This letter is submitted on behalf of Business Roundtable (the "Roundtable"), an association of the chief executive officers of leading U.S. companies. Our member companies produce $7.2 trillion in annual revenues and employ more than 16 million employees worldwide. Roundtable companies comprise more than a third of the total value of the U.S. stock market, and annually pay more than $230 billion in dividends to shareholders, generate more than $470 billion in sales for small and medium-sized businesses, and invest $190 billion in research and development-equal to 70 percent of U.S. private research and development spending. Our members also give more than $3 billion a year in combined charitable contributions.
We write with respect to recent developments related to Rule 14a-8(i)(9) of the Securities Exchange Act of 1934, which allows a company to exclude a shareholder proposal that "directly conflicts" with a company proposal. On January 16, 2015, the Division of Corporation Finance of the U.S. Securities and Exchange Commission suddenly announced that going forward it "will express no views on the application of Rule 14a-8(i)(9) during the current proxy season." The Division's announcement followed an also equally unexpected statement from Chair Mary Jo White directing the Division staff "to review the rule and report to the Commission on its review." The Division's announcement has already and will continue to significantly affect board deliberations at companies that intended to seek exclusion of stockholder proposals because the board had planned to submit a company proposal on the same topic.
We anticipate that Institutional Shareholder Services (ISS) and Glass, Lewis & Co. (Glass Lewis) will consider how to apply your proxy voting guidelines to companies that are unexpectedly no longer able to obtain no-action letters with respect to conflicting shareholder proposals. The purpose of this letter is to share with ISS and Glass Lewis Business Roundtable's views as to the Division's announcement and its effects upon the obligations of public companies to include Rule 14a-8 shareholder proposals in their proxy statements. We hope that ISS and Glass Lewis will consider the effects of the Division's announcement and apply your proxy voting guidelines in a manner consistent with these effects.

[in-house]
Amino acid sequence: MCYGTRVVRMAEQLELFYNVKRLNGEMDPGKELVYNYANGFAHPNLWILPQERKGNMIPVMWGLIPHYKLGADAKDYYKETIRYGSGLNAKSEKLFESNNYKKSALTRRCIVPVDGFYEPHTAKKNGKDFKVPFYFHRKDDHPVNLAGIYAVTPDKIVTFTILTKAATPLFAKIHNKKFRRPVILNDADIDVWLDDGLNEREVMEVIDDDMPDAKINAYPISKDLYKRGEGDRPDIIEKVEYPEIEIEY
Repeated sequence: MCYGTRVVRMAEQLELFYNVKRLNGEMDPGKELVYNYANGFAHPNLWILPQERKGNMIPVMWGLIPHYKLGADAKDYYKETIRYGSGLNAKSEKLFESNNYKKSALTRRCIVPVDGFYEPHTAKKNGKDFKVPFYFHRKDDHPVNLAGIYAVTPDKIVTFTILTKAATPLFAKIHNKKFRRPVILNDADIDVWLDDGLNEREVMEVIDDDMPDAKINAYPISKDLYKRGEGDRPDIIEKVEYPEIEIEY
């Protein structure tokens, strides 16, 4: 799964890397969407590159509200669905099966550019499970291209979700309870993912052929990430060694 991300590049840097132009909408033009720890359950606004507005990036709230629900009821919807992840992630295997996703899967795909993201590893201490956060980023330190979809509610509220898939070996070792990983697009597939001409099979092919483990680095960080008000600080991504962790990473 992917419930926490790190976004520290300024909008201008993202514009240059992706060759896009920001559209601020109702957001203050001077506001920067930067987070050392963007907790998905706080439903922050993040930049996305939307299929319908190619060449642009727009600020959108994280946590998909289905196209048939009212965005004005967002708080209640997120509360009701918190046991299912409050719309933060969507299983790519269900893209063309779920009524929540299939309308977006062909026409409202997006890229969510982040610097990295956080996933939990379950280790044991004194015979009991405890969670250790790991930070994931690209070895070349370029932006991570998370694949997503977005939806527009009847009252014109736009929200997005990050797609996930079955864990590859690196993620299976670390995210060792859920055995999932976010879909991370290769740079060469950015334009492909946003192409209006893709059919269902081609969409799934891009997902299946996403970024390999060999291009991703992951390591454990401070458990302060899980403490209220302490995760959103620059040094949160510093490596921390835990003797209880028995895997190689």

First, the Division's announcement represents only a decision to not express a view on the application of Rule 14a-8(i)(9) until its review is completed and does not affect a company's ability to rely on that rule. The announcement was not a statement by Chair White or the SEC staff that companies may no longer exclude a proposal under that rule and in no way changes the legal effect of the rule or prior precedent concerning the rule. As you know, SEC rules do not require an issuer to obtain a no-action letter in order to exclude a shareholder proposal from its proxy materials. Rather, Rule 14a-8(j) provides, in relevant part, "[i]f the company intends to exclude a proposal from its proxy materials, it must file its reasons with the Commission" (emphasis added). In the context of this situation, the rule requires nothing more.
Even the Division's standard Informal Procedures that accompanying its response to a no-action request acknowledge the context of those responses: the Division "believes that its responsibility with respect to matters arising under Rule 14a-8 . . . is to aid those who must comply with the rule by offering informal advice and suggestions and to determine, initially, whether or not it may be appropriate in a particular matter to recommend enforcement action to the Commission." Thus, while the no-action letter process is useful for both companies and shareholders, the Division's determination not to express a view on Rule 14a-8(i)(9) until its review is completed does not mean companies are unable to rely on that rule as a basis to exclude a shareholder proposal from their proxy statements. Indeed, like any rule, it remains in full force and effect unless and until the Commission takes formal action to amend or suspend the rule. Clearly, that is not the case here.